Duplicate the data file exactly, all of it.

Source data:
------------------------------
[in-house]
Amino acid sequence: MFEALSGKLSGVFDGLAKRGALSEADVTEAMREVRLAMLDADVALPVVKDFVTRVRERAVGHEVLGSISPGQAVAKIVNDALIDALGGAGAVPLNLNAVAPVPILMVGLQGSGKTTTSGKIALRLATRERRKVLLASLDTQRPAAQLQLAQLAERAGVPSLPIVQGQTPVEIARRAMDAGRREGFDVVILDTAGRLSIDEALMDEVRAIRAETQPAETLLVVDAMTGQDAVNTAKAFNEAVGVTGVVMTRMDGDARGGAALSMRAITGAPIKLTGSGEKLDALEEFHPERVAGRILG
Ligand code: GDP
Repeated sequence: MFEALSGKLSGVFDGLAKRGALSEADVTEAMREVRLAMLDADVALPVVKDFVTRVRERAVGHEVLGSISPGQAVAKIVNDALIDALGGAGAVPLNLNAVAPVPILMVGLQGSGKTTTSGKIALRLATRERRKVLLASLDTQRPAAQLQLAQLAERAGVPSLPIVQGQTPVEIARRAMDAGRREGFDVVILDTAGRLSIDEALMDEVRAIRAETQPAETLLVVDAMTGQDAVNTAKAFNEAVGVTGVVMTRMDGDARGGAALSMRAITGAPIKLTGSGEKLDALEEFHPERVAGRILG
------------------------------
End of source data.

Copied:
[in-house]
Amino acid sequence: MFEALSGKLSGVFDGLAKRGALSEADVTEAMREVRLAMLDADVALPVVKDFVTRVRERAVGHEVLGSISPGQAVAKIVNDALIDALGGAGAVPLNLNAVAPVPILMVGLQGSGKTTTSGKIALRLATRERRKVLLASLDTQRPAAQLQLAQLAERAGVPSLPIVQGQTPVEIARRAMDAGRREGFDVVILDTAGRLSIDEALMDEVRAIRAETQPAETLLVVDAMTGQDAVNTAKAFNEAVGVTGVVMTRMDGDARGGAALSMRAITGAPIKLTGSGEKLDALEEFHPERVAGRILG
Ligand code: GDP
Repeated sequence: MFEALSGKLSGVFDGLAKRGALSEADVTEAMREVRLAMLDADVALPVVKDFVTRVRERAVGHEVLGSISPGQAVAKIVNDALIDALGGAGAVPLNLNAVAPVPILMVGLQGSGKTTTSGKIALRLATRERRKVLLASLDTQRPAAQLQLAQLAERAGVPSLPIVQGQTPVEIARRAMDAGRREGFDVVILDTAGRLSIDEALMDEVRAIRAETQPAETLLVVDAMTGQDAVNTAKAFNEAVGVTGVVMTRMDGDARGGAALSMRAITGAPIKLTGSGEKLDALEEFHPERVAGRILG